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Applied Radiation and Isotopes 68 (2010) 1915–1921

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Monte-Carlo investigation of radiation beam quality of the CRNA neutron

irradiator for calibration purposes
Hakim Mazrou a,n, Tassadit Sidahmed a, Malika Allab b
Centre de Recherche Nucléaire d’Alger (CRNA), 02 Boulevard Frantz, Fanon, B.P. 399, Alger  RP 16000, Algérie
Faculté de Physique, Université des Sciences et de la Technologie de Houari-Boumediene (USTHB), 16111, Alger, Algérie

a r t i c l e in fo abstract

Article history: An irradiation system has been acquired by the Nuclear Research Center of Algiers (CRNA) to provide
Received 19 July 2009 neutron references for metrology and dosimetry purposes. It consists of an 241Am–Be radionuclide
Accepted 18 April 2010 source of 185 GBq (5 Ci) activity inside a cylindrical steel-enveloped polyethylene container with
radially positioned beam channel. Because of its composition, filled with hydrogenous material, which
Keywords: is not recommended by ISO standards, we expect large changes in the physical quantities of primary
Neutron field importance of the source compared to a free-field situation.
Beam quality Thus, the main goal of the present work is to fully characterize neutron field of such special
Area dosimeter delivered set-up. This was conducted by both extensive Monte-Carlo calculations and experimental
Ambient dose equivalent
measurements obtained by using BF3 and 3He based neutron area dosimeters. Effects of each
Neutron fluence
component present in the bunker facility of the Algerian Secondary Standard Dosimetry Laboratory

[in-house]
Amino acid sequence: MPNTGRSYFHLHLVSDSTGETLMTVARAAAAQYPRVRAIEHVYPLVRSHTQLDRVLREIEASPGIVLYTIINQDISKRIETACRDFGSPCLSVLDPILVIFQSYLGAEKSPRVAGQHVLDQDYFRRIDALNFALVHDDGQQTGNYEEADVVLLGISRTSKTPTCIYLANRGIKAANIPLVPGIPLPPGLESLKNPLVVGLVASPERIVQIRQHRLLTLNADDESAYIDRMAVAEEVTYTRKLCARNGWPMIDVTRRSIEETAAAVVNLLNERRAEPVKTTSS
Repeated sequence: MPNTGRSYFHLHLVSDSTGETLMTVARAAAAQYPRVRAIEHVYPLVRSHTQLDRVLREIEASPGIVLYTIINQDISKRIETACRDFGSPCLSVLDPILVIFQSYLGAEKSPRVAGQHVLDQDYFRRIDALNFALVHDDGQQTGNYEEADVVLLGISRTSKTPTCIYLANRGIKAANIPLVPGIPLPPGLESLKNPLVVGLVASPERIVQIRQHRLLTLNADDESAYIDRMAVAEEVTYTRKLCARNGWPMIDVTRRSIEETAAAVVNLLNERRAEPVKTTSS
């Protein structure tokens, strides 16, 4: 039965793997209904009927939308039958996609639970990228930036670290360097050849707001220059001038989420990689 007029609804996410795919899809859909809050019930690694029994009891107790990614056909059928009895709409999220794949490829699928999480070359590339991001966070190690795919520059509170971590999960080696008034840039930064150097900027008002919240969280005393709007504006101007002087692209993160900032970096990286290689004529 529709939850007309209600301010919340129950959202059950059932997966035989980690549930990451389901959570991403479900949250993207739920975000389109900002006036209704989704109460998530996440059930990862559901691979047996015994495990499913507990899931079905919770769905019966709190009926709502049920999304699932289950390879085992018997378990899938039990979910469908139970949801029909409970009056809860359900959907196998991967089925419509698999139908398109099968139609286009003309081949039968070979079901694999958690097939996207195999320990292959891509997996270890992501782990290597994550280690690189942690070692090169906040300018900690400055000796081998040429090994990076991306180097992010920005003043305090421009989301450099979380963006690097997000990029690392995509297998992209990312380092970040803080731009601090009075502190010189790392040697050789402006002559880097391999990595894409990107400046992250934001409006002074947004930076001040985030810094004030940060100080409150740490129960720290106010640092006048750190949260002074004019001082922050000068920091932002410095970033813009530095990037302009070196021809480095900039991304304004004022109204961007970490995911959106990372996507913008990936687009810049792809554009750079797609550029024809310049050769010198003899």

(SSDL) on the energy neutron spectrum have been investigated by simulating four irradiation
configurations and comparison to the ISO spectrum has been performed. The ambient dose equivalent
rate was determined based upon a correct estimate of the mean fluence to ambient dose equivalent
conversion factors at different irradiations positions by means of a 3-D transport code MCNP5.
Finally, according to practical requirements established for calibration purposes an optimal
irradiation position has been suggested to the SSDL staff to perform, in appropriate manner, their
routine calibrations.
& 2010 Elsevier Ltd. All rights reserved.

1. Introduction appropriate equipment as well as qualified personnel to perform

the necessary steps for establishing this reference.
The development of neutron reference radiations according For more details, a relevant paper (Schuhmacher, 2004)
to the International Organization For Standardization ISO-8529 summarizes the basic principles to produce neutron reference,
(ISO-8529/1) (2001) is rather an arduous task in Secondary the metrology required to characterize such radiation fields
Standard Laboratories compared to that of X-ray and gamma including the calibration procedures used. As stated in this paper,
reference radiations. Several ways of producing neutron reference the use of radionuclide neutron sources requires relatively small
radiations exist, one of which is based upon radionuclide sources. efforts. Neutrons are produced by a nuclide showing spontaneous
The suitable sources commonly used by laboratories engaged in fission like 252Cf or by (a, n) reaction. The most common source
routine calibration of neutron measuring devices present an ISO- of the latter type is 241Am–Be. The advantage of 252Cf sources
recommended neutron field. They are characterized by wide compared to (a, n) ones is their high specific activity. However,
energy spectra and are useful for the calibration of neutron their disadvantage exists in their short half-life of 2.65 years,
measuring devices at neutron field workplaces. Specific to of the which often requires an additional financial support to replace
neutron particle, its energy-dependent interaction mechanisms them frequently and a substantial effort to characterize the newly
with matter are very complex over the large energy range acquired neutron source.
commonly used for radiation protection purposes spreading from Consequently, in an attempt to develop this neutron reference,
thermal up to 20 MeV. It always requires great efforts, special and the Algerian Secondary Standards Dosimetry Laboratory (SSDL) of